Egypt—Lack of Democracy Isn’t the Problem

The bottom half of Egypt’s population—the folks who have little to lose by taking to the streets—have little to eat beside government subsidized bread and this is threatened by a shortage of imported wheat.


By Morgan Norval | July 9, 2013

The globalists, foreign policy wonks, and the media are all in an uproar over the Egyptian military ousting the elected Muslim Brotherhood government in Egypt. Their angst was visible for all to see. On the one hand, there was growing awareness that “democracy” in Egypt under the Brotherhood was not moving towards the dream of a universal Western-style democratic government. In fact, it was moving away from that to an authoritarian style which the elected Morsi government was supposed to replace.

On the other hand, President Obama expressed the hand-wringing concerns of the globalists and international elites saying he was “deeply concerned by the decisions of the Egyptian Armed Forces to remove President Morsi and suspend the Egyptian Constitution.” He conveniently didn’t mention the suspended Constitution was one Morsi rammed through the parliament which greatly concentrated more political power in his hands.

The scenes on TV of the million Egyptians protesting in Tahrir Square in Cairo, claim the globalists and foreign policy elites, is proof positive that Egyptians are lusting after Western-style. No doubt, some are but not all Egyptians. A survey by the Pew Research Center’s Global Attitude Project, as reported in Bloomberg April 26, 2011 stated about 60 % of Egyptians polled by the Pew survey said Egyptian “laws should strictly follow the teaching” of Islam’s holy book. Islam’s holy law thus trumps those enacted by elected parliaments. The counter protests— Muslim Brotherhood instigated—supporting Morsi in Tahrir Square after his ouster, and their accompanying violence, indicate that more than a few Egyptians are putting in deeds their thoughts expressed in the Pew poll.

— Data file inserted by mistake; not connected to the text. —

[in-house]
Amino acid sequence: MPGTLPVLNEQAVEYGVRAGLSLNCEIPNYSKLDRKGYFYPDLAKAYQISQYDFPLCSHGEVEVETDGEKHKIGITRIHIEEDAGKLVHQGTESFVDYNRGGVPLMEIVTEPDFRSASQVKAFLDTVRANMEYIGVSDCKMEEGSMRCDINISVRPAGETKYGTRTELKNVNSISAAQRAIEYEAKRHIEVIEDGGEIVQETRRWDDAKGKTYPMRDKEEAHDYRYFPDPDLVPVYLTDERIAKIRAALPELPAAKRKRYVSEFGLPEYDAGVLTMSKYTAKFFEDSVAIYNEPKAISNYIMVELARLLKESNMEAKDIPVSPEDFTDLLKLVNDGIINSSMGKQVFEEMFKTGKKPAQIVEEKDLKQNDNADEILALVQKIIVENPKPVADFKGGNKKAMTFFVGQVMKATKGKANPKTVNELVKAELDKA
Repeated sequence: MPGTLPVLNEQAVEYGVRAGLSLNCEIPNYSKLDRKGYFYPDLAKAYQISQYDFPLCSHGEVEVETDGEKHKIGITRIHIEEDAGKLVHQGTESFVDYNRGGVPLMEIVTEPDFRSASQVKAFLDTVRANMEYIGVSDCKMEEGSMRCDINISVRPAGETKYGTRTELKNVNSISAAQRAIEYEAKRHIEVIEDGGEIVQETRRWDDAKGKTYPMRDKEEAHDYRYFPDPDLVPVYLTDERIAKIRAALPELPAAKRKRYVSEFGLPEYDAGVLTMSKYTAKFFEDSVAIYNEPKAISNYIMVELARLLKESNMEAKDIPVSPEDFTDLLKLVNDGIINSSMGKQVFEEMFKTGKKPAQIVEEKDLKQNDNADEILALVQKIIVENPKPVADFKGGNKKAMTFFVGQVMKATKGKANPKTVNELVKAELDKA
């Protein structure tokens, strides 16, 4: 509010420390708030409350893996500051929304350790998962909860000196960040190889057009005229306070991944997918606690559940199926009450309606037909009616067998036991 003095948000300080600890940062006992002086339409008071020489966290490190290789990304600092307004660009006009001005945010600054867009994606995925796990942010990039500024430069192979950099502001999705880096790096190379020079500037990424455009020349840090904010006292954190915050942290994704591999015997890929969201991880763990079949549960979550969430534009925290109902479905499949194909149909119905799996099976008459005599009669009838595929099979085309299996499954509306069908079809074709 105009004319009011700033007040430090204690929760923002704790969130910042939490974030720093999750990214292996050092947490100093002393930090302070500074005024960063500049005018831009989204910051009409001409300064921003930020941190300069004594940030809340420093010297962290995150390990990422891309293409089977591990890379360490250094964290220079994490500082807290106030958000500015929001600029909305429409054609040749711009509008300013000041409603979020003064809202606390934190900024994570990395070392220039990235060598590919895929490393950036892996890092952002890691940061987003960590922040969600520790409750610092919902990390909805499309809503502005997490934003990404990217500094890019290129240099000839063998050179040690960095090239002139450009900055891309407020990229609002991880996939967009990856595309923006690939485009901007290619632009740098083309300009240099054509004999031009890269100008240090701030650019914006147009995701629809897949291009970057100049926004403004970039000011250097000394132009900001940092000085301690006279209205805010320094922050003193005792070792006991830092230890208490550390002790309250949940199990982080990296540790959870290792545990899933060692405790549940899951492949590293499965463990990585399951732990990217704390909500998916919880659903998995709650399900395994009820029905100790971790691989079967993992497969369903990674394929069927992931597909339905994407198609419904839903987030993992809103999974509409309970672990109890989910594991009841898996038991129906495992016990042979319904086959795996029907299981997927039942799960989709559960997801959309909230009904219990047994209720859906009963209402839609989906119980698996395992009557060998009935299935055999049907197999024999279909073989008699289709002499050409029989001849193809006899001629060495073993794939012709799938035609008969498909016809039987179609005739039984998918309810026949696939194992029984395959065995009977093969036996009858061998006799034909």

While our politicians and media are fixated on democracy, or the lack thereof, in Egypt there are other factors at work that are of bigger concern to the average Egyptian than the democracy versus lack of democracy debate that fills American TV screens and editorial pages.

With or without Morsi, or democracy, or authoritarianism, Allah’s law, or parliaments, Egypt is a nearly bankrupt country. The new military-backed government, and its successors as well, inherits a disastrous economy and the prospects of new governments of whatever stripe running the country further into the ground is highly probable. Egypt has few sources of revenue: transit fees through the Suez Canal; reduced fees from natural gas exports because terrorists bombed the pipeline exporting natural gas to Israel; cotton exports; and little revenue coming from tourism, which in the past was a major revenue source. Tourism was given its deadly blow when Islamic terrorists murdered over fifty foreign tourists at the popular Luxor site. To add insult to injury, one of Morsi’s last acts was to appoint as Governor of the Luxor Province a member of the Islamic group that claimed credit for the terrorist massacre of the tourists.

This lack of foreign capital severely limits Egypt’s ability to buy foreign goods, most importantly wheat and fuel. Why are these two critical? Although Egypt was the breadbasket of the Roman Empire furnishing Rome with the wheat to make bread for the bread and circus policy of keeping the city’s poor tranquil, the country today has to import half of its wheat. Lack of foreign exchange greatly hampers the country’s ability to purchase both wheat and fuel, as arrears have caused many suppliers to demand cash up front—cash the Egyptians often don’t have.